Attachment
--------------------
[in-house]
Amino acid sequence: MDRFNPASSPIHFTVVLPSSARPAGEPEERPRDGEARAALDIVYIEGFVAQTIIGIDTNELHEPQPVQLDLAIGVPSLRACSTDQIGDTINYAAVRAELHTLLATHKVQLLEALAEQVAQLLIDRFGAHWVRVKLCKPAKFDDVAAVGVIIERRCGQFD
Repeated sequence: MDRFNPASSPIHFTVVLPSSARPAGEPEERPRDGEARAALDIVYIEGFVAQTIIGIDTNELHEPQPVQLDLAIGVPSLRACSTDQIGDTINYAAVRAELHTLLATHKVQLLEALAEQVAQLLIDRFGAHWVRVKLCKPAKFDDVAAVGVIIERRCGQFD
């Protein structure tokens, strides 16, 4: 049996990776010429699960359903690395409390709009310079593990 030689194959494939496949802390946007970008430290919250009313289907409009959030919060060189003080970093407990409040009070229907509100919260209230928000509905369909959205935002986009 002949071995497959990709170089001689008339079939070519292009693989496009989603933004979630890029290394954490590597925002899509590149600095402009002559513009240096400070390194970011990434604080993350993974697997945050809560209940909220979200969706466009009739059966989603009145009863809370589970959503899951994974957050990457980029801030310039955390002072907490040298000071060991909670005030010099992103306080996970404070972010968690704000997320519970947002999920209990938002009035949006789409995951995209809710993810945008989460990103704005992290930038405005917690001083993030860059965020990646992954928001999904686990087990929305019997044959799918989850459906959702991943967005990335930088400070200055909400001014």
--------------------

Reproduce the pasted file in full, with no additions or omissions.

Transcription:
[in-house]
Amino acid sequence: MDRFNPASSPIHFTVVLPSSARPAGEPEERPRDGEARAALDIVYIEGFVAQTIIGIDTNELHEPQPVQLDLAIGVPSLRACSTDQIGDTINYAAVRAELHTLLATHKVQLLEALAEQVAQLLIDRFGAHWVRVKLCKPAKFDDVAAVGVIIERRCGQFD
Repeated sequence: MDRFNPASSPIHFTVVLPSSARPAGEPEERPRDGEARAALDIVYIEGFVAQTIIGIDTNELHEPQPVQLDLAIGVPSLRACSTDQIGDTINYAAVRAELHTLLATHKVQLLEALAEQVAQLLIDRFGAHWVRVKLCKPAKFDDVAAVGVIIERRCGQFD
């Protein structure tokens, strides 16, 4: 049996990776010429699960359903690395409390709009310079593990 030689194959494939496949802390946007970008430290919250009313289907409009959030919060060189003080970093407990409040009070229907509100919260209230928000509905369909959205935002986009 002949071995497959990709170089001689008339079939070519292009693989496009989603933004979630890029290394954490590597925002899509590149600095402009002559513009240096400070390194970011990434604080993350993974697997945050809560209940909220979200969706466009009739059966989603009145009863809370589970959503899951994974957050990457980029801030310039955390002072907490040298000071060991909670005030010099992103306080996970404070972010968690704000997320519970947002999920209990938002009035949006789409995951995209809710993810945008989460990103704005992290930038405005917690001083993030860059965020990646992954928001999904686990087990929305019997044959799918989850459906959702991943967005990335930088400070200055909400001014």